The holidays represent a lot of things: time with family, a break from work or school, food, gifts, and some more food. But something that may not be so obvious is that the holidays present great opportunities for musicians. As the holiday buzz is starting to kick in, I want to help artists prepare with the ten most important steps to take so that artists music will be front and center when the holiday season is in full swing.
1. Create Something New for Your Fans
The holidays are the largest music-buying season, so distributing a new album or single gets your name in the game. If you don't have time to release a holiday album, distributing a holiday single can help get your music out there. Think of it this way, someone may search for "Silent Night" and find your cover of it, and then want to check out the rest of your music.
Just keep in mind, that while holiday songs are great, they are seasonal, so it might make more sense to have a focused thematic release, and not to include a Christmas carol on an otherwise non-holiday album.
If holiday music isn't your cup of cider, consider releasing a remixed single or deluxe version of an older album as a way to offer your fans new material.
2. Do Your Research
If you're releasing an album that covers holiday classics, research the tunes to determine if they're in the Public Domain. If they aren't, you'll be responsible for securing the necessary licenses before your music hits stores.
3. Don't Miss iTunes Holiday Deadlines
Get your music in iTunes before their holiday shutdown! iTunes takes a holiday break like the rest of us, so it's important to plan accordingly. While the iTunes store will remain open for consumers to purchase music, movies, TV shows or podcasts, new content won't be going live during this time. If you want your music to be available in iTunes for your worldwide fans over the holidays, make sure you get it in before the deadline.
iTunes hasn't announced their holiday schedule, but just to give you an idea of what to expect, iTunes was closed last year for the week of Thanksgiving, and again from December 22nd through January 1st.
4. To Give Is Better Than to Receive (to some degree)
Tis the season of giving. Promote your music by giving away a free track on Amazon MP3 during the holidays. Check with your digital music distributor for help in setting this up. (Note: iTunes does not permit free tracks.) If you're not sold on releasing a free track (pun absolutely intended), think about setting up sale pricing during the holidays.
5. Expand Your Reach
For many people, the holiday season means more free time to discover and purchase new music. Make sure your current releases are live in as many services and territories as possible, so they can be discovered and bought all around the world. Similarly, if you have older releases that have previously only been available for download, consider adding streaming services to help generate additional revenue for past titles.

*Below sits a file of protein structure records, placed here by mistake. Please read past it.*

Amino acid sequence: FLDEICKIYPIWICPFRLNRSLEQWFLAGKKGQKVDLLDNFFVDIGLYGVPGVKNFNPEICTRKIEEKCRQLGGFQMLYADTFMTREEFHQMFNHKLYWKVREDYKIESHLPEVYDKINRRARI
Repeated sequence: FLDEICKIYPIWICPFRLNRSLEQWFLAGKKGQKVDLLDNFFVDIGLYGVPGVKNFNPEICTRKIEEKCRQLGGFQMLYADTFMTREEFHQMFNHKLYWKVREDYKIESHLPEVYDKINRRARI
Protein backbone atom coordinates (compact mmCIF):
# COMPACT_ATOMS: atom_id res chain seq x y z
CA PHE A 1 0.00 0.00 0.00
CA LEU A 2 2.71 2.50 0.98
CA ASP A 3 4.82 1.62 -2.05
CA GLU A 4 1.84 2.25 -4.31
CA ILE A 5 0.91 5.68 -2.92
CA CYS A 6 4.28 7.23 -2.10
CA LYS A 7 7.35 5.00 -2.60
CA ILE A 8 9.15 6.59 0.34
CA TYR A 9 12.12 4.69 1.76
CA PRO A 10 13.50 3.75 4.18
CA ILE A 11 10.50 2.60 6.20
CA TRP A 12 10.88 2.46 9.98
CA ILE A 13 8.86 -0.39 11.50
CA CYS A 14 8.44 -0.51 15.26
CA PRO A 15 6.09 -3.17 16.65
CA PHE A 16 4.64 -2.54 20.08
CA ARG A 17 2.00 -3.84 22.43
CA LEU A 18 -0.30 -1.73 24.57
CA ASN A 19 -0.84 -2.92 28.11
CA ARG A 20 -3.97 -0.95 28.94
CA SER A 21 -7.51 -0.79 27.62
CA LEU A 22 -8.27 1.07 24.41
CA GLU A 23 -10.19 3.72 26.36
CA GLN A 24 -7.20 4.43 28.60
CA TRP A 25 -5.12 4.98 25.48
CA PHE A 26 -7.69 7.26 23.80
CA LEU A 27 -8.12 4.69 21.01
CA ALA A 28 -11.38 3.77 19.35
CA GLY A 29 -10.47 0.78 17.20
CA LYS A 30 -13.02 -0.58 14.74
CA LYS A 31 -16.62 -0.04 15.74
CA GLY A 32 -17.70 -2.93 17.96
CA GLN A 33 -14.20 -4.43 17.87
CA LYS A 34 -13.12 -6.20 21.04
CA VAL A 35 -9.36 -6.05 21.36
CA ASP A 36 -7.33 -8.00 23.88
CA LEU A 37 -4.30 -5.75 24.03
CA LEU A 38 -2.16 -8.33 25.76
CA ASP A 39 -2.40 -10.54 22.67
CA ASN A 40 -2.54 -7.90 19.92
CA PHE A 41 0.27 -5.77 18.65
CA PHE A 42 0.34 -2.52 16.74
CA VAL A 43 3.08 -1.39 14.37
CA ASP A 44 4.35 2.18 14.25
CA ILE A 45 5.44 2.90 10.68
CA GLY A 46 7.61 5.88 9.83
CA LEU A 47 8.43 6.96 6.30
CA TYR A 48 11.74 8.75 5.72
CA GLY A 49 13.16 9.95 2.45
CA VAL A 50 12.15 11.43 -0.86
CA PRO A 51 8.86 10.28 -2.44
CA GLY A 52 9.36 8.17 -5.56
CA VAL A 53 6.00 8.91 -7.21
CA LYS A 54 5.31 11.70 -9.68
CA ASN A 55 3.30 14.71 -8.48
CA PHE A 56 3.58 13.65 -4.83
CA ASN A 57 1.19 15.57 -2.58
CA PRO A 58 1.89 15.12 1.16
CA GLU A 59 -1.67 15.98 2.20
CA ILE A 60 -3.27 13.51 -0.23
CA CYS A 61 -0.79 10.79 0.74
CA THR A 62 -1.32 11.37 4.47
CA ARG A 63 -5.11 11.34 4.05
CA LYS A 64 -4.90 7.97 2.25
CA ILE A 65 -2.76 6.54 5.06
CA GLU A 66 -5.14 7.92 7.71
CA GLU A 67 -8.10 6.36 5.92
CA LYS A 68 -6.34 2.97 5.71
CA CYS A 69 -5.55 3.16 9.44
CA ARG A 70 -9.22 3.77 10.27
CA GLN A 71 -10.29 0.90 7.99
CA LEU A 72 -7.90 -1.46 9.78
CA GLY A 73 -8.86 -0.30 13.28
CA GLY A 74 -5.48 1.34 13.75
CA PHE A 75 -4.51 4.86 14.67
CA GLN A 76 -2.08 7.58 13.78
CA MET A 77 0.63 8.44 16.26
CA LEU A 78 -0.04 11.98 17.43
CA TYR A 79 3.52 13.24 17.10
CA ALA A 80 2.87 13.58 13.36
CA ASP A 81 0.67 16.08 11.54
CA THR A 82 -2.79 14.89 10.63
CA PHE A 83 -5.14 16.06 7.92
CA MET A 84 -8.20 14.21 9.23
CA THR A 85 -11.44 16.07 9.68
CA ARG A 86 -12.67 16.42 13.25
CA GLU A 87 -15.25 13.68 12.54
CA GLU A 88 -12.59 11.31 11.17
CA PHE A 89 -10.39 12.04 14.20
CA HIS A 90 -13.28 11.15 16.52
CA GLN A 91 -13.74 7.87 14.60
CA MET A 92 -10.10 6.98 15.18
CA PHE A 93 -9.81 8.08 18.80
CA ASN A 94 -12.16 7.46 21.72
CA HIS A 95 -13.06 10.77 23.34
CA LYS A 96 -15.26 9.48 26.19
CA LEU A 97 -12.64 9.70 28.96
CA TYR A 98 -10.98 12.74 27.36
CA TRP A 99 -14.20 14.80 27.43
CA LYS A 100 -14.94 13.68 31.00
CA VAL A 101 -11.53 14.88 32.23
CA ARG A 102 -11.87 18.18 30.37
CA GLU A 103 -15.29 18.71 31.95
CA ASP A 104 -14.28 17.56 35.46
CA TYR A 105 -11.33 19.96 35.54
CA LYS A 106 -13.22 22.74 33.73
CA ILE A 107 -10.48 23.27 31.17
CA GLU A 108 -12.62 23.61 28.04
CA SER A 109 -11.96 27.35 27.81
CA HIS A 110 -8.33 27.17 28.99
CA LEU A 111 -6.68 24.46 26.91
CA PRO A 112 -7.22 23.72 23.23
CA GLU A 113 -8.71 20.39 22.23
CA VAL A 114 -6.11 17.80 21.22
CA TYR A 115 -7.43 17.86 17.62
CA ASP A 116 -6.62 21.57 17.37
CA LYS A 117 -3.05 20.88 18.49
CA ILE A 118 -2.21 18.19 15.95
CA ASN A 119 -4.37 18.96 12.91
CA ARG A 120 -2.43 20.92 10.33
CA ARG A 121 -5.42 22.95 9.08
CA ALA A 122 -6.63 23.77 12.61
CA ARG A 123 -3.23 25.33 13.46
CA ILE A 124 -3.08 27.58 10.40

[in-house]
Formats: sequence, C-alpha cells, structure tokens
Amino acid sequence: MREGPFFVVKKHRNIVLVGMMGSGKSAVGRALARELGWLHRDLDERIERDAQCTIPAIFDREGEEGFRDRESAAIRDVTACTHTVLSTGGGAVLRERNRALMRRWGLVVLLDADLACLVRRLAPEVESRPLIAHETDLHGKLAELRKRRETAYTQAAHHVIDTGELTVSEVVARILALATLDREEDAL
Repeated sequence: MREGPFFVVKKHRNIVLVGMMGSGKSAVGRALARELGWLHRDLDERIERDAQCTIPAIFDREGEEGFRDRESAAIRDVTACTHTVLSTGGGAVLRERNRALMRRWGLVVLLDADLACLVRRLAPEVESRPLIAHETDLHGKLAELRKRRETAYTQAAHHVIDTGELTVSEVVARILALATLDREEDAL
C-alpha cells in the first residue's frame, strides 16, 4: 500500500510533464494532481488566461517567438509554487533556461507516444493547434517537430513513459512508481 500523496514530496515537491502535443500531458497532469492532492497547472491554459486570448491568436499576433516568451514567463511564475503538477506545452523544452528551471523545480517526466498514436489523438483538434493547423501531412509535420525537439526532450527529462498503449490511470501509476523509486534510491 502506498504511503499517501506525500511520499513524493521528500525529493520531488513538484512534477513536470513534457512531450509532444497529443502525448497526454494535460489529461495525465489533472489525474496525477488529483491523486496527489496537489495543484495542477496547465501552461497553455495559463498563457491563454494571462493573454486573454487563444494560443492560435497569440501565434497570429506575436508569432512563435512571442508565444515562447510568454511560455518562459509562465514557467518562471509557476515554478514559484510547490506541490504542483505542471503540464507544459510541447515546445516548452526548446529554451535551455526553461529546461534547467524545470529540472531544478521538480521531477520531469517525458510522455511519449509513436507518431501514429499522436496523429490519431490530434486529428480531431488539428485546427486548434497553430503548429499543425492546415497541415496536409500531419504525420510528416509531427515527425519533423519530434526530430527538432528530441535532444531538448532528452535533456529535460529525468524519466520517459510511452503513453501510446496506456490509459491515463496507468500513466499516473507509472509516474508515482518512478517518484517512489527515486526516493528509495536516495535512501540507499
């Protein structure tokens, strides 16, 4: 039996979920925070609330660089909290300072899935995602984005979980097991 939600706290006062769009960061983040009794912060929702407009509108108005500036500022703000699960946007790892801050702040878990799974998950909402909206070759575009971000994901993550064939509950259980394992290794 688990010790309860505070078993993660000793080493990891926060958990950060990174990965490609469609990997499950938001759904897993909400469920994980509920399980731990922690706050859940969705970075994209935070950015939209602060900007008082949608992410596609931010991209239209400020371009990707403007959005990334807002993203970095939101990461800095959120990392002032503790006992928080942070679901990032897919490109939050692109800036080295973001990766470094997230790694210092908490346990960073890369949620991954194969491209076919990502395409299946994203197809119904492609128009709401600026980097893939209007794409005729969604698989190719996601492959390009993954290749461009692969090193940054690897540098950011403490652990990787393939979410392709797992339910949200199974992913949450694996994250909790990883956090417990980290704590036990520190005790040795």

6. Build a Holiday Playlist
Make it easy for friends, family and fans to hear your music on any digital device by building and sharing holiday playlists in Spotify, Rdio and other streaming partners. Mix your own music with holiday tunes from other artists to change things up and reach a variety of music fans. If you have time, create a separate playlist for each holiday you celebrate. More playlists means more opportunities for your music to be heard.
7. Think Outside the Box
Consider submitting your release to non-traditional sites and outlets for reviews and features during the holiday season. Mommy-blogs, electronics sites, local online magazines, and many other partners are looking for material for their seasonal gift guides. Just remember, lead-time is important, since many sites start planning their holiday gift recommendations months in advance.
8. Be the Life (and the Music) of the Party
Holidays are a time of celebrating. Celebrating = parties. Ask around about holiday parties happening in your area, and offer to be the musical guest. You never know which party guests will go on to tell their own social circles about your acoustic set. Bonus: holiday parties usually have great snacks.
Can't find any parties that could use a live performance? Consider throwing a holiday party yourself and turn it into a small concert. Invite other musicians to play a few songs each so they encourage their fans to come as well.
9. Go Local
There may be many more performance opportunities right under your nose. Look into local fairs and other town events to see if there are open slots for musicians. Or use your music to bring joy to others by volunteering some time at an elderly care facility or hospital. Music can be the best medicine.
10. Plan Ahead: The New Year Is Coming
Finally, if you've got some free time in between the family board games and (spiked) hot cocoa refills, do a little planning for a successful 2014. Expand your touring plans to cover new ground and reach new fans. Let your trend reports help in your planning by seeing which cities have had high sales of your music, and think about booking gigs at venues in those areas.
The holiday season is packed with new movies and commercials, most of which need background music. Wouldn't it be cool if your songs were selected for these revenue-driving opportunities? Ask your publishing administrator if they'll work with you to license your music.
Looking to grow your team? Research managers, meet with PR and marketing companies, hold auditions to fill that empty mandolin player spot in your band... you get the point. Use downtime to set up 2014.
The holidays may still seem far away, but with all of the opportunities for musicians, it's important to start planning now. Here's to a 2013 holiday season packed with music from independent artists.